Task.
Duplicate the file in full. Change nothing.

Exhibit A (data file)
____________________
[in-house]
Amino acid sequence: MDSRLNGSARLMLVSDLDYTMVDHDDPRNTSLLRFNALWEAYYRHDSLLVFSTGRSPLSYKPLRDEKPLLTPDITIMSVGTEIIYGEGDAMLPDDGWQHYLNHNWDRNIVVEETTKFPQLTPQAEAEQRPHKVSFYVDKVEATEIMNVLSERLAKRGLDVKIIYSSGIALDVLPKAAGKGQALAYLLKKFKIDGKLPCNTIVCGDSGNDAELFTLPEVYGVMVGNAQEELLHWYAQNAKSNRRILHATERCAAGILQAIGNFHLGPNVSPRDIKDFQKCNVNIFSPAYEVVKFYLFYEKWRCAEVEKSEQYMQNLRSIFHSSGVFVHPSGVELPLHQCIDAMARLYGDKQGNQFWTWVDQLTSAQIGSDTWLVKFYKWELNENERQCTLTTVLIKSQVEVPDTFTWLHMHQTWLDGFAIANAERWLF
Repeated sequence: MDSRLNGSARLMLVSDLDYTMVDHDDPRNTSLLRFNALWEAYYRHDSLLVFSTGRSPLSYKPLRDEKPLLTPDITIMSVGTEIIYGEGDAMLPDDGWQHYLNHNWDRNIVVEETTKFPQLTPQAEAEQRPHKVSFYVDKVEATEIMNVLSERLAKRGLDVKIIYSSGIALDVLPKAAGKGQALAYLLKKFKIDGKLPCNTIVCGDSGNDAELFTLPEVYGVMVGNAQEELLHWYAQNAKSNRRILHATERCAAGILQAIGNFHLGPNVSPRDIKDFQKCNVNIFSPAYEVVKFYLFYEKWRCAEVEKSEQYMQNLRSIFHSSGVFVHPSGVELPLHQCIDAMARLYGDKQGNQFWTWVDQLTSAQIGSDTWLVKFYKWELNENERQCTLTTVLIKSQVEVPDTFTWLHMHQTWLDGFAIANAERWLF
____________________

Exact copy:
[in-house]
Amino acid sequence: MDSRLNGSARLMLVSDLDYTMVDHDDPRNTSLLRFNALWEAYYRHDSLLVFSTGRSPLSYKPLRDEKPLLTPDITIMSVGTEIIYGEGDAMLPDDGWQHYLNHNWDRNIVVEETTKFPQLTPQAEAEQRPHKVSFYVDKVEATEIMNVLSERLAKRGLDVKIIYSSGIALDVLPKAAGKGQALAYLLKKFKIDGKLPCNTIVCGDSGNDAELFTLPEVYGVMVGNAQEELLHWYAQNAKSNRRILHATERCAAGILQAIGNFHLGPNVSPRDIKDFQKCNVNIFSPAYEVVKFYLFYEKWRCAEVEKSEQYMQNLRSIFHSSGVFVHPSGVELPLHQCIDAMARLYGDKQGNQFWTWVDQLTSAQIGSDTWLVKFYKWELNENERQCTLTTVLIKSQVEVPDTFTWLHMHQTWLDGFAIANAERWLF
Repeated sequence: MDSRLNGSARLMLVSDLDYTMVDHDDPRNTSLLRFNALWEAYYRHDSLLVFSTGRSPLSYKPLRDEKPLLTPDITIMSVGTEIIYGEGDAMLPDDGWQHYLNHNWDRNIVVEETTKFPQLTPQAEAEQRPHKVSFYVDKVEATEIMNVLSERLAKRGLDVKIIYSSGIALDVLPKAAGKGQALAYLLKKFKIDGKLPCNTIVCGDSGNDAELFTLPEVYGVMVGNAQEELLHWYAQNAKSNRRILHATERCAAGILQAIGNFHLGPNVSPRDIKDFQKCNVNIFSPAYEVVKFYLFYEKWRCAEVEKSEQYMQNLRSIFHSSGVFVHPSGVELPLHQCIDAMARLYGDKQGNQFWTWVDQLTSAQIGSDTWLVKFYKWELNENERQCTLTTVLIKSQVEVPDTFTWLHMHQTWLDGFAIANAERWLF